The recipe says to use dry bakers yeast but I have started my own sourdough starter and have been using that together with 1 teaspoon of yeast just to kick it along. Depending on how dense you want your bread you can vary the amounts of wholemeal and plain bakers flour and yes, you can add just about anything else you want too.

I have been adding some home made LSA (combination of ground Linseed, Sesame seed and Almonds) as well as some whole sunflour seeds and pepitas (pumpkin seeds i think). The loaf at the front in the top picture is different to the other two behind it as I added olives and a whole Kransky sausage to the middle of it. This idea was inspired by something I saw on French Food Safari. Was interesting to say the least :)

Of course, if you dont have a bread machine you are going to need some bread tins or rectangular cake tins unless you just make them into cobb loaves etc.

The recipe is as follows and uses dry yeast and not sourdough starter.

4-5 cups hot water (hand hot, not boiling)
1700g flour (any combination of wholemeal, bakers, soy etc.)
1Tbsp sugar
3tsp yeast
1Tbsp salt
1/3 cup olive oil

Set to froth 1c. water, the yeast, 1c flour and the sugar. Once your yeast froth mix is ready, combine 3c water with around 1200g of the flour. Set to rise for 45min-1hr. Once it has risen sufficiently, press it down with the salt and oil and combine the remaining flour. If it is too dry add a little more of the remaining water. Set to rise again in a warm place (hard to find in our house at the moment) till ready to use.

Next you need to divide the dough into 3 sections and knead, then set in tins and allow to rise for 15-20mins. While they are rising in the tins, preheat oven to around 250. Cook for 10mins at this temp then another 50mins at 180.

Tuesday, July 26, 2011

Chilli Sauce

I polished off the last of the chilli jam that Mama made me and was going to put it on my list of things to get next time I went home, when I realised that I should make some myself - given the umpteen chillies lying around my house.

As the chillies were picked a little while ago and had started to dry out, I chopped them up and put them in a saucepan with some water. As this began to create steam, I began to wonder if I was actually making a bio-weapon! My eyes were burning and I was coughing so hard I thought I would spew or burst a lung.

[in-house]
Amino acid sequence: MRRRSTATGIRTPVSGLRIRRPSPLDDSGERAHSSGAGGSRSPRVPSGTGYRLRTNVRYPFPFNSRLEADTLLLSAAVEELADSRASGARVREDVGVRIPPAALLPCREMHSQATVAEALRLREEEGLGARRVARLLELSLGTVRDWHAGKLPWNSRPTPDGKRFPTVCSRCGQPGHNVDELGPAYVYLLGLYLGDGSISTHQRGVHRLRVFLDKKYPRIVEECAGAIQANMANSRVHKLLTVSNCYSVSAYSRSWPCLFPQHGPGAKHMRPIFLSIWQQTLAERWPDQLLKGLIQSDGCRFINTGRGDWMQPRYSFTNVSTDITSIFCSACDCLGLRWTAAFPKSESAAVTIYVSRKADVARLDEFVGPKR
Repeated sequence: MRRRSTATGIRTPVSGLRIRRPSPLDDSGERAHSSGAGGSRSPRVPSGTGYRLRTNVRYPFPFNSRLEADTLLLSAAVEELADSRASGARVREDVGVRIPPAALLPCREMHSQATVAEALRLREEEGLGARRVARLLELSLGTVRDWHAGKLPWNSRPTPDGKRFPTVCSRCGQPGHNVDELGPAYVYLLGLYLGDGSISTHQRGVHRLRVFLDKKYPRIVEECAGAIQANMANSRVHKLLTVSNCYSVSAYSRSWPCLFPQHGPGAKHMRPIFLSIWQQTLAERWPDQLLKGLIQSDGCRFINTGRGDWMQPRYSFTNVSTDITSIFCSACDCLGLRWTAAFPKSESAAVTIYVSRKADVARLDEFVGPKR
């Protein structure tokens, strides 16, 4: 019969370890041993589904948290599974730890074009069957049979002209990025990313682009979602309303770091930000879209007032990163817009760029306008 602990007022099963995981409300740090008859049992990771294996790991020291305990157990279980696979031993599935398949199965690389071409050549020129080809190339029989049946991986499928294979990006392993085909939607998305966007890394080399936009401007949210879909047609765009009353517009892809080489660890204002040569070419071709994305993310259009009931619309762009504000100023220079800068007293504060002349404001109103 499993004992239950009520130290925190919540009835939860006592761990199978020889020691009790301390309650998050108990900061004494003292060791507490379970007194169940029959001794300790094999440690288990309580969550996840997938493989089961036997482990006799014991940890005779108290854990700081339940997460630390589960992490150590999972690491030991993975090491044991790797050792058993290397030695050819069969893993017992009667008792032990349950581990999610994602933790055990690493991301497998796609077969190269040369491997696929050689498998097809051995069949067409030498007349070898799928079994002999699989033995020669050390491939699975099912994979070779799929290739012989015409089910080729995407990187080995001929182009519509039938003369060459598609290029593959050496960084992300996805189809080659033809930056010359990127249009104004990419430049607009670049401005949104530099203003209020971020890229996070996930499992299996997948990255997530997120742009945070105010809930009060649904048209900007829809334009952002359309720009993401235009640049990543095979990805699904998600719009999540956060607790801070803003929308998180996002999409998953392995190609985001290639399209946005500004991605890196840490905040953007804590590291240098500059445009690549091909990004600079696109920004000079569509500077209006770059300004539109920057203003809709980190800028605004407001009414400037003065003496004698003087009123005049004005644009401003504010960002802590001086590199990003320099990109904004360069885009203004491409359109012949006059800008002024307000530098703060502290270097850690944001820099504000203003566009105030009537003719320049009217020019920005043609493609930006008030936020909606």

Hmm... maybe it's not a great idea to only grow super hot chillies after all...

After airing out the house, contemplating a gas mask and leaving the chilli liquid to settle for a day or two, I reluctantly re-attempted the sauce. This time, with a little more success.

I blended up the chillies with a wiz-stick, removed just about all the seeds, which were floating, and brought the chillies back up to a very gentle simmer. I then added white vinegar, sea salt, a few garlic cloves and 3 or 4 or 5 cups of sugar.

I simmered this for quite a while then poured it into sterilised jars.

Yum. What started as virtually poison turned out to be rather delicious.

Monday, July 25, 2011

Date and Almond Swirls

I felt like baking on the weekend, but couldn't decide on what to make. I really wanted some Tiramisu but somehow that didnt happen, neither did the Portuguese Tarts...

With my spare time quickly running out, I finally decided to make a cheats version of Mama's Danish pastries (or are they kolache? I can't remember, either way they are delicious!)

Mama makes hers from scratch, buttery pasty and all, and makes an almond filling as well as a poppy seed one.

I seem to also remember a date filling so I thought I would give that a go.

In a small saucepan, place about 1/2 a cup of dates with a bit of water. Cook gently until dates a very soft. Keep an eye on the water, you want just enough so the dates don't stick or burn.

Add about a 1/3 cup brown sugar to the dates along with 1 egg white and about 1/2 cup whole almond meal, then combine well.

Spread the filling onto defrosted puff pastry sheets, loosely roll and place back in the freezer to firm up a little. Otherwise, you can slice the pastry into strips about 1 1/2 cm wide and loosely roll into spirals.

Place your little swirls onto a lined baking tray and bake in a hot oven until golden brown.

MmMmmm! Although they were not as scrumptious as Mamas, they still make a nice treat with a leisurely afternoon coffee.

Monday, July 18, 2011

Tofu with Chilli Jam and Cashews

This is an adaptation from a recipe in the 'Gourmet Vegetarian' cook book that Mama gave me a year or so ago.

It is pretty quick to make and tastes delicious!

You will need:
400g Tofu
3 Chillies
3 Garlic cloves
3 Spring onions
1 Tbsp Tamarind puree
1 Tbsp Soy sauce
1 Tbsp Brown sugar
1 Tbsp Kecap manis
1/4 cup Thai basil